By Charlie Gstalder and Gus Nations IV | Staff Writers
While an extremely solid album conceptually, many of the songs on Jesus is King are very short, which creates a rushed feeling. Kanye seems to have wanted to get his message across as quickly as possible and spends a lot of time convincing people he has reformed. Despite this, nearly every song has amazing production and feels rich and lively. Heavy bass and synths contribute to the album’s upbeat attitude, which countered the rushed feel of the songs.
Some individual highlights of the album include “Follow God,” which totes a sample from Whole Truth’s “Can you lose by following God.” The song boasts solid lyrics and a top-notch production, and the only downside is that it is a mere 1:45 seconds long. Another notable track is “On God,” a fitting name for what is in my opinion the best song on the album. It holds true to the point of Kanye’s album and spreads his message in a way that is easy to follow.
In terms of achieving his goal of spreading the message of the Gospel, Kanye does a decent job. While I think everyone deserves a chance to change their ways, skeptics may have a point when they say it’s a marketing strategy designed to catapult him further into the spotlight. That is definitely not something out of the realm of possibility for an artist known for being a little “out there.”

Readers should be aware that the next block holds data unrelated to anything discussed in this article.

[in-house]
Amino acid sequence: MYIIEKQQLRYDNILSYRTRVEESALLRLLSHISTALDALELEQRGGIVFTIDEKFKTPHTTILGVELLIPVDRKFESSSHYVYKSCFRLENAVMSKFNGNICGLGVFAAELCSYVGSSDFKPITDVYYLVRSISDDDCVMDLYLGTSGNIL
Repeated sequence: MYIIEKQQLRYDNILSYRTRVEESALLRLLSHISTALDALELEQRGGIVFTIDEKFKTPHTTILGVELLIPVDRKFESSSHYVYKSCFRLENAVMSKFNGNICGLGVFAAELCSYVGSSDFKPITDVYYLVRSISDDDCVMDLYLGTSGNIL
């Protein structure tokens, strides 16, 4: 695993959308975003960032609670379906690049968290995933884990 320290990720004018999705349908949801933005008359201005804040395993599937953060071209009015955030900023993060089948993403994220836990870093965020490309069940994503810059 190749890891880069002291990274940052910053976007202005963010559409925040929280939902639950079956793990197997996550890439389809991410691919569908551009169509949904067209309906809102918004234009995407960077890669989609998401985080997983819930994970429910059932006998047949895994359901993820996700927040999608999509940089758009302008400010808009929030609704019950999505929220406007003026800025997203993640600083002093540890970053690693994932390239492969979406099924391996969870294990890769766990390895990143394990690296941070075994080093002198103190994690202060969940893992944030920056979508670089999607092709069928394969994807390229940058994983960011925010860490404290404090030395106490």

Additionally, Kanye released a movie highlighting his Sunday services and explaining what his faith has meant to him recently. The Jesus is King Imax experience was interesting. It was 30 minutes of imagery taken from James Turrell’s Roden Crater Art Installation in the Arizona Desert, plus some songs from the album. It was underwhelming, with the most fun part being the commentary regarding the previews. Was it worth the $20? No. But I don’t regret going, because when Kanye West makes a movie, you might as well check it out.
The more important aspect of the album for me, however, was not the music itself. Instead, the album bridged a gap between the rap culture and faith culture. So often I have felt that the often negatively stereotyped rap culture cannot possibly coexist with any sort of religious system. For an artist as famous as Kanye West to be even making an effort to raise awareness of the Christian faith and God proves that both can exist simultaneously.
I think what happens next for Kanye is going to be what decides whether Jesus is King is a truly great album. If this new, religious Kanye continues, I think the album will age as a masterpiece of Gospel rap and open the door for a new, more symphonic style of rap. However, it is possible that the album will be overlooked and chalked up to the increasingly outlandish actions of a misguided superstar. Secularly, this is a good album, and I am looking forward to following the evolution of both the album and the artist.